The King of Limbs

Studio Album by released in 2011
The King of Limbs's tracklist:
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Morning Mr Magpie
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Little by Little
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Lotus Flower
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Give Up the Ghost
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The King of Limbs review


Each time we have another new album from Radiohead, there is a conflict of feelings inside. There is a bright feeling of excitement, sweet expectation of having something completely unprecedented on the new record, something you have never heard from anybody else, and the awareness that this release is truly a big event you want to be a part of by listening to it at least. However, you can not resist the fear and the question if these are still those very guys from Radiohead; what if now, that they have that genius preceding record, they would simply fill in the vacancy in their discography with this release, that complacency have finally got to them too? But here you are listening to these new songs and you understand that although they are different, not comprehended yet, still strange and even alien, they are still Radiohead songs; and the band itself has not let you down, as well as millions of other fans just like you all around the world. And we have seen lots of years passing by and heard so many times somebody saying they can’t make the same success, they can’t follow one genius album with another just as genius; but Radiohead still do. And you start to pay no attention to what number this album is, and what there was before it. Radiohead are just the same unpredictable, indescribably enthusiastic and endlessly talented. They are Radiohead.

The King Of Limbs

The King Of Limbs is ancient, could be mythical or could be folk, name for a huge tree, a thousand-year oak in Wiltshire in the Northern England. This is what the eighth album of the heroes of Radiohead is called. Only eight songs lasting less than forty minutes will be another life lived with the legendary band, another path through the Radiohead world. Unlike the majority of the English outfit’s catalogue, this CD starts drawing you right from the start. Preparing yourself to take time and struggle to get into the core of these songs, to get the real taste of them, you, to your own great surprise, find out that one listen is quite enough to get lost within this music. This time, the musicians take us into the woods. High up above our heads, there hangs Yorke’s voice, traditionally full of its own tunes, shedding splinters of images and fragments of emotions. In between Yorke and us, there is a forest of sounds and piano falling like a rain. Like ghosts or wild animals, guitars come and go, hiding behind the straight rows of drums and bass. Right, the rhythm section here is powerful and steady, yet you do not want to dance to this kind of rhythms. You rather feel anxiety and a sensation of something bad getting nearer. The rest of the music material has no structure and can not be predicted. In fact, one should not try to predict Radiohead at all.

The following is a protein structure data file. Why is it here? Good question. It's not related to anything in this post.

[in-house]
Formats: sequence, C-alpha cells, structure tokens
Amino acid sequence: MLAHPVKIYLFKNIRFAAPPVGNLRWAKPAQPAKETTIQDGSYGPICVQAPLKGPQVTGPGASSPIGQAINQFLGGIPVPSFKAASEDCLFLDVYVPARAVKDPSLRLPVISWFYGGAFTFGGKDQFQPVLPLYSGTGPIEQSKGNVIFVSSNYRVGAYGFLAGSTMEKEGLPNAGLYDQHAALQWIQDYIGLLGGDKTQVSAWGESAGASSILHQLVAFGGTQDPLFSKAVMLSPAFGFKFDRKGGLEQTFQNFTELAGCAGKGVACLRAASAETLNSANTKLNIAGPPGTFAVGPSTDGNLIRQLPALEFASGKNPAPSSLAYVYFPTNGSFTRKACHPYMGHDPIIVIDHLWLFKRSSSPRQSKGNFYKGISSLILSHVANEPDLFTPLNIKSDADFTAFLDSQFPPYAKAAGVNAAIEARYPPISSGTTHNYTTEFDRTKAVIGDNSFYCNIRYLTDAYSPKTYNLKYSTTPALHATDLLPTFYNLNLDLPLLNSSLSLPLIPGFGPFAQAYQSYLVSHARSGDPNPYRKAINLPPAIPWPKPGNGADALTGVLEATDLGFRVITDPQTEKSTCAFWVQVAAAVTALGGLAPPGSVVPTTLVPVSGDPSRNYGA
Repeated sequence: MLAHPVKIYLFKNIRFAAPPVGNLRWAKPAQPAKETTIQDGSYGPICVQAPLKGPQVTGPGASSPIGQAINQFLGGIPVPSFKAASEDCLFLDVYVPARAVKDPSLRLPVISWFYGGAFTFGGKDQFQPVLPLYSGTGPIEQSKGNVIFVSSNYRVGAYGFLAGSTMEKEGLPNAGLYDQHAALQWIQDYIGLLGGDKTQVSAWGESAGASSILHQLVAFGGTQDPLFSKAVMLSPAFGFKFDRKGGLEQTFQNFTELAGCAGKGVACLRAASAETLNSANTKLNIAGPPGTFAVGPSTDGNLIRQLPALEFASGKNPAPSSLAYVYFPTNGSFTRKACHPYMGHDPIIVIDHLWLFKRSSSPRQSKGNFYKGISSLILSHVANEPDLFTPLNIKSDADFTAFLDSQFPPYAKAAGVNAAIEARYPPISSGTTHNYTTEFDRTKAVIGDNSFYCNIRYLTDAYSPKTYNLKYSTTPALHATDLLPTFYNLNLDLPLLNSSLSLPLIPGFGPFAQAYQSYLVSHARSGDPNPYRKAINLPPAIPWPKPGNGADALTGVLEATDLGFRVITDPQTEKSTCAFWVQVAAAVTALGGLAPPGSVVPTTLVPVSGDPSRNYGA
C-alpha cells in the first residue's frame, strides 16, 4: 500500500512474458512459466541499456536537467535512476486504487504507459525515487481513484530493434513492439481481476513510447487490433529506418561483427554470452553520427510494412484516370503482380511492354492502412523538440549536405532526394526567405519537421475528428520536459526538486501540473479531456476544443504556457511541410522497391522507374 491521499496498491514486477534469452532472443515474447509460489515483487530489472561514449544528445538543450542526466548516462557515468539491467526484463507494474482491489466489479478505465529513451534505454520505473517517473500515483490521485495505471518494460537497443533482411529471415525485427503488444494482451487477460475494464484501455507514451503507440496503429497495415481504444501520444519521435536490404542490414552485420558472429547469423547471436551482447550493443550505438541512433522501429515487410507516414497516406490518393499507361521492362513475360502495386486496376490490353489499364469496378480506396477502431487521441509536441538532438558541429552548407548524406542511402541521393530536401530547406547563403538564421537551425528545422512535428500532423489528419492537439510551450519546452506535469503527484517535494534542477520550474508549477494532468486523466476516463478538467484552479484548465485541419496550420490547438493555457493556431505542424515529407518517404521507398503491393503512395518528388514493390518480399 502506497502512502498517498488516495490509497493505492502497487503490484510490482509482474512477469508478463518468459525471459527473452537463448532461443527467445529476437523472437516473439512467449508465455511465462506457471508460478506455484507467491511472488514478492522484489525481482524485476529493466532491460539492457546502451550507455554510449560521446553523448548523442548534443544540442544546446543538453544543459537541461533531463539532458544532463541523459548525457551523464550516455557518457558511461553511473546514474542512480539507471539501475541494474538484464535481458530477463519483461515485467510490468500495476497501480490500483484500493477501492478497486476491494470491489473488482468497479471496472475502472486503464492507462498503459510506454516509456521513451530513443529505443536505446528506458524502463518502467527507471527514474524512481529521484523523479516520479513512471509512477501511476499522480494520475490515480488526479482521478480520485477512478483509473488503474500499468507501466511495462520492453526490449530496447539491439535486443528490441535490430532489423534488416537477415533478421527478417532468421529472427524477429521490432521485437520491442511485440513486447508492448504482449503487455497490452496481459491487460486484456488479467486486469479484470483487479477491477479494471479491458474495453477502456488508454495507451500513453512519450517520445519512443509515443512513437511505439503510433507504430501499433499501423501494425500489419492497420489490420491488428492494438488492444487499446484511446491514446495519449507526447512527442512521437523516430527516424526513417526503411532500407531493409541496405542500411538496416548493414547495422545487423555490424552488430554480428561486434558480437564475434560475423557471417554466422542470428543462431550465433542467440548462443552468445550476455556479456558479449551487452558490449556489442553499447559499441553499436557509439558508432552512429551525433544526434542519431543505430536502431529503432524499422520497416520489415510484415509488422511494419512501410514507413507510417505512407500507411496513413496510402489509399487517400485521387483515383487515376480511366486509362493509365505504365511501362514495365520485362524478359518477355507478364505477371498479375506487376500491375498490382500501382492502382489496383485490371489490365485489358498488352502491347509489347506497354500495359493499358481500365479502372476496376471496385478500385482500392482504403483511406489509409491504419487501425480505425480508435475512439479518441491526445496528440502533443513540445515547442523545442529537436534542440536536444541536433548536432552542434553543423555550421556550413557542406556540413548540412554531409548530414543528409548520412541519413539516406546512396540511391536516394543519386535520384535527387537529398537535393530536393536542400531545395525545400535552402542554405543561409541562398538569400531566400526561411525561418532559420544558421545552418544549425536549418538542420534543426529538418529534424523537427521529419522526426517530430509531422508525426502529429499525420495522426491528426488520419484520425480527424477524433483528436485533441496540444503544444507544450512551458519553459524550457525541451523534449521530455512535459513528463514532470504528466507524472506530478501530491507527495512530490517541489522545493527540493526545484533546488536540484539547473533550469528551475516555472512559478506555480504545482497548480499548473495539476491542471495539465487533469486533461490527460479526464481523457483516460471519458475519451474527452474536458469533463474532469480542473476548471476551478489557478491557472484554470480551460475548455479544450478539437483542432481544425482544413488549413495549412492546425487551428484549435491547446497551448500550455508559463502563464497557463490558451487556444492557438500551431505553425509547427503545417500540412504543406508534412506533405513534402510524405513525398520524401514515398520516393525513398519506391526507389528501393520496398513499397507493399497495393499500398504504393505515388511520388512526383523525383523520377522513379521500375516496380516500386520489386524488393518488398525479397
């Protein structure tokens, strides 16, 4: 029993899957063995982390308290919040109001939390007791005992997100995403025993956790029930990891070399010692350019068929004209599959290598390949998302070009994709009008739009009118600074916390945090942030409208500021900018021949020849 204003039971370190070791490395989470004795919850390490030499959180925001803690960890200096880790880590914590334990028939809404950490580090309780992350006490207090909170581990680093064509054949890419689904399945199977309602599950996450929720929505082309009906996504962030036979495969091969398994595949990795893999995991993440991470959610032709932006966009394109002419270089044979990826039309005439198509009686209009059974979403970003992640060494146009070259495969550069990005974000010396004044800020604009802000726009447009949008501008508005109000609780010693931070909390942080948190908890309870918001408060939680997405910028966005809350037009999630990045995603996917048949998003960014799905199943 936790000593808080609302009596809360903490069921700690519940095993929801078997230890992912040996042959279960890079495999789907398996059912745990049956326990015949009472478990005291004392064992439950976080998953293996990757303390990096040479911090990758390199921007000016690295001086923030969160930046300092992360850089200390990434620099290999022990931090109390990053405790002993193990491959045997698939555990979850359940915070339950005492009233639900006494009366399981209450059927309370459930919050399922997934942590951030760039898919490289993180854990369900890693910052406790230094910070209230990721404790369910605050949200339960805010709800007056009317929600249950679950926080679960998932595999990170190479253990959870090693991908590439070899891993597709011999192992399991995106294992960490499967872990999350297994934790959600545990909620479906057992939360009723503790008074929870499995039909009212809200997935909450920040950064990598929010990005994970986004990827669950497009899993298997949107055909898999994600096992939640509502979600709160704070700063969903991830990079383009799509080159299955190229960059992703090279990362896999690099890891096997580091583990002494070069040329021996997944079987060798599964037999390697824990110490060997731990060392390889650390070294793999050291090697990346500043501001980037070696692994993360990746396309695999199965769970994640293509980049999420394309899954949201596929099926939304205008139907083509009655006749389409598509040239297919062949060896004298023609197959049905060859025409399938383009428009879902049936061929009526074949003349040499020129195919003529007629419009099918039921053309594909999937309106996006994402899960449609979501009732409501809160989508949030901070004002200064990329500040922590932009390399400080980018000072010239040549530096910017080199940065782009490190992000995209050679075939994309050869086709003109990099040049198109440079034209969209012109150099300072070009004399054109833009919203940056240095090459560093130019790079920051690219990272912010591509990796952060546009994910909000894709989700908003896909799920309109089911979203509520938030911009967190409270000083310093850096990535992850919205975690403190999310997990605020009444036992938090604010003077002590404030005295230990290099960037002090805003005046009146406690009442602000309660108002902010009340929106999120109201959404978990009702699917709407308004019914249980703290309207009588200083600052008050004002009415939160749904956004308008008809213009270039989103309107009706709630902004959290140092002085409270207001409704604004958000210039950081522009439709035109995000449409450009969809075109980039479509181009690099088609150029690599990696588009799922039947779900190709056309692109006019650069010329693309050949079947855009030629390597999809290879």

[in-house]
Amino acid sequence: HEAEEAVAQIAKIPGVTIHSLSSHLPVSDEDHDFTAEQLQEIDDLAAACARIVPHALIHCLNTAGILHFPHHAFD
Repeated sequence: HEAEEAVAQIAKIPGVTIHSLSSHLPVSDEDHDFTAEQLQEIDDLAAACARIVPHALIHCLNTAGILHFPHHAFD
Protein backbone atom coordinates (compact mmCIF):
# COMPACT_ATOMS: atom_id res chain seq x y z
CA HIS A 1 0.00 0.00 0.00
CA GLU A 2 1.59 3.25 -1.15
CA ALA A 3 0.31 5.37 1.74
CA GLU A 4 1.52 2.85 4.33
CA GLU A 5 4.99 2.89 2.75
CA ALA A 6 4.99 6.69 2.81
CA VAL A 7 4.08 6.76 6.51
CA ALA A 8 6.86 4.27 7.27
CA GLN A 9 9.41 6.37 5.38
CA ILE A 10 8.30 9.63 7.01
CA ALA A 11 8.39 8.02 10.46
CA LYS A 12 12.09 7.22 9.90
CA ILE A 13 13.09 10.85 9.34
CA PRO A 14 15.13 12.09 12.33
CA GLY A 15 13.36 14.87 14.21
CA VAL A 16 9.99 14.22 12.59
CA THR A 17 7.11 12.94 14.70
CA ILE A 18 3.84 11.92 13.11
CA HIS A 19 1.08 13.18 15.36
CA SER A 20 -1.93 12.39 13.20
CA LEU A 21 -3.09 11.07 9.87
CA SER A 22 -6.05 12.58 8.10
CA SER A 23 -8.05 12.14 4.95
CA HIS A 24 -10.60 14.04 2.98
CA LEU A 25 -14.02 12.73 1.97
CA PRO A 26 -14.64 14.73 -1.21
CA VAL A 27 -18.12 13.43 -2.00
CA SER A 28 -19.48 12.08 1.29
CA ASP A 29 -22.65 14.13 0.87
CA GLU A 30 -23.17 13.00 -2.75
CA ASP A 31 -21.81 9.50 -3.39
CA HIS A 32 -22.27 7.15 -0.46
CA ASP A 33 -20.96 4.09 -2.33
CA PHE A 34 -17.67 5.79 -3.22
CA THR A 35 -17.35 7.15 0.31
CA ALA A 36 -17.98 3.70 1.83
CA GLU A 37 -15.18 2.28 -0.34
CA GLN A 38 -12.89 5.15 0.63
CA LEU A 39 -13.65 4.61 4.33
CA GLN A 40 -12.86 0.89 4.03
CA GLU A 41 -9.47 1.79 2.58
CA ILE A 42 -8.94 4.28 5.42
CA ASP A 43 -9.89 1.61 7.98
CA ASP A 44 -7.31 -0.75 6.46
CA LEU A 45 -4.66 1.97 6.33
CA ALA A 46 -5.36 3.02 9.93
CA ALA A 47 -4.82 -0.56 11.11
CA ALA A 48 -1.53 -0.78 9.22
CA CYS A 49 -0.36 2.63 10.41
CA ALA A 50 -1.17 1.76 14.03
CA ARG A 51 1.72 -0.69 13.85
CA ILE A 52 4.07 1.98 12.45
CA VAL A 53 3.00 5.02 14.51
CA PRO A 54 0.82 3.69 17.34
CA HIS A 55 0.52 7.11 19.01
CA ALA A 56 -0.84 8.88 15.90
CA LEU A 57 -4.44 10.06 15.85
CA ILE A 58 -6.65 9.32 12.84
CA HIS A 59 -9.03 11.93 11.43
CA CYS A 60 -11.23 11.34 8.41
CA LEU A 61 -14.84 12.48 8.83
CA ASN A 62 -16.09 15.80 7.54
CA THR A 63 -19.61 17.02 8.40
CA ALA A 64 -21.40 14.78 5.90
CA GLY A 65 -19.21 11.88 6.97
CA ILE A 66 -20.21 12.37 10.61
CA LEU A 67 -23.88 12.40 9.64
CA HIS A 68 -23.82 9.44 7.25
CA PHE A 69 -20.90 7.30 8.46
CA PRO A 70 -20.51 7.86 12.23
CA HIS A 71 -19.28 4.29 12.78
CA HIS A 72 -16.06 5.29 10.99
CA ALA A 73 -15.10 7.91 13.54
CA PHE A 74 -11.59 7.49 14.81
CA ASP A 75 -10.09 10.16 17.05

Music and nothing else

The King Of Limbs is good as it is served. It is strongly recommended to listen to the tracks in the order they are placed in the album’s set. Otherwise, the record loses its power, and its message is going to be misinterpreted. Of course, there is no unneeded song here, nor is there even one bad or unnecessary sound in any of them. Forget the titles of the tracks and how long they play. Forget the names of the musicians playing this music. The only thing you need is the music itself, while everything else is pieces of wrapping. The bewildering keys of Bloom, the irritated voice in Morning Mr. Magpie, the shaman’s rhythms in Lotus Flower and the instruments rustling like leafs in Give Up The Ghost: whatever song you take, it’s got its own flavor, its own strength. The music of The King Of Limbs does exactly what that old oak tree does. It grows deep into you, bringing its roots inside you faster than you understand what is going on. Radiohead has not outdone themselves, nor have they revolutionized anything, nor have they proclaimed the dawn of the new ear. They have just made another album. Another Radiohead album.

Alex Bartholomew (22.02.2011)
Rate review4.91
Total votes - 2025